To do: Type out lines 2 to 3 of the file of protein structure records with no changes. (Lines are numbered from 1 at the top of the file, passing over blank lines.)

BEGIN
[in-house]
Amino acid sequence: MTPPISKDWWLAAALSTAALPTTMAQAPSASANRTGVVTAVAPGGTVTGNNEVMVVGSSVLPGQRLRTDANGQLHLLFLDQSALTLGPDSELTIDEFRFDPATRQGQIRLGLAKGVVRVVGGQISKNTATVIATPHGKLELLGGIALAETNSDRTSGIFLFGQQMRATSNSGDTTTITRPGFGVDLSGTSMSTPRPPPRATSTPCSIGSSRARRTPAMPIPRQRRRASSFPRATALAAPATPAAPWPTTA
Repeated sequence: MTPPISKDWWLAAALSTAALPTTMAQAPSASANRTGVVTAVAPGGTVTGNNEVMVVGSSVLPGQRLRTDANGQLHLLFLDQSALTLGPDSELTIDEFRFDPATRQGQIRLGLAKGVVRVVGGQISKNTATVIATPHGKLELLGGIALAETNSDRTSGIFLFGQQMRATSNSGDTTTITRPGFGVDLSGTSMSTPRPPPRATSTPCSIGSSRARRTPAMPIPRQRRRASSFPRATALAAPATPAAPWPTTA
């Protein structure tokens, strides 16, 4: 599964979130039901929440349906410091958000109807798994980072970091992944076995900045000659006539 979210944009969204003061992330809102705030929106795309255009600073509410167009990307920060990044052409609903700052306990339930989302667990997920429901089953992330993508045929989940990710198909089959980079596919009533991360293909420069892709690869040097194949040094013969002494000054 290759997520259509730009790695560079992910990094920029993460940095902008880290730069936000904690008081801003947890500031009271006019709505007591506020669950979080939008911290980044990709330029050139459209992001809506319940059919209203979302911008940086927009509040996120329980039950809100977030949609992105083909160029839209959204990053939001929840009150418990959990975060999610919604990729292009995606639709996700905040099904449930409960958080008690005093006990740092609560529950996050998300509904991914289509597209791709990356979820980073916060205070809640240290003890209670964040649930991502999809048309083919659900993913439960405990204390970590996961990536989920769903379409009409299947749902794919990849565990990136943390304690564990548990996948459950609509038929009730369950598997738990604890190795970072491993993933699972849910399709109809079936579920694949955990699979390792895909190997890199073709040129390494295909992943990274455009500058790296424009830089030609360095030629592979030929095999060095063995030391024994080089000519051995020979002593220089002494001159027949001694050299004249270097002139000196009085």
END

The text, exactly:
Amino acid sequence: MTPPISKDWWLAAALSTAALPTTMAQAPSASANRTGVVTAVAPGGTVTGNNEVMVVGSSVLPGQRLRTDANGQLHLLFLDQSALTLGPDSELTIDEFRFDPATRQGQIRLGLAKGVVRVVGGQISKNTATVIATPHGKLELLGGIALAETNSDRTSGIFLFGQQMRATSNSGDTTTITRPGFGVDLSGTSMSTPRPPPRATSTPCSIGSSRARRTPAMPIPRQRRRASSFPRATALAAPATPAAPWPTTA
Repeated sequence: MTPPISKDWWLAAALSTAALPTTMAQAPSASANRTGVVTAVAPGGTVTGNNEVMVVGSSVLPGQRLRTDANGQLHLLFLDQSALTLGPDSELTIDEFRFDPATRQGQIRLGLAKGVVRVVGGQISKNTATVIATPHGKLELLGGIALAETNSDRTSGIFLFGQQMRATSNSGDTTTITRPGFGVDLSGTSMSTPRPPPRATSTPCSIGSSRARRTPAMPIPRQRRRASSFPRATALAAPATPAAPWPTTA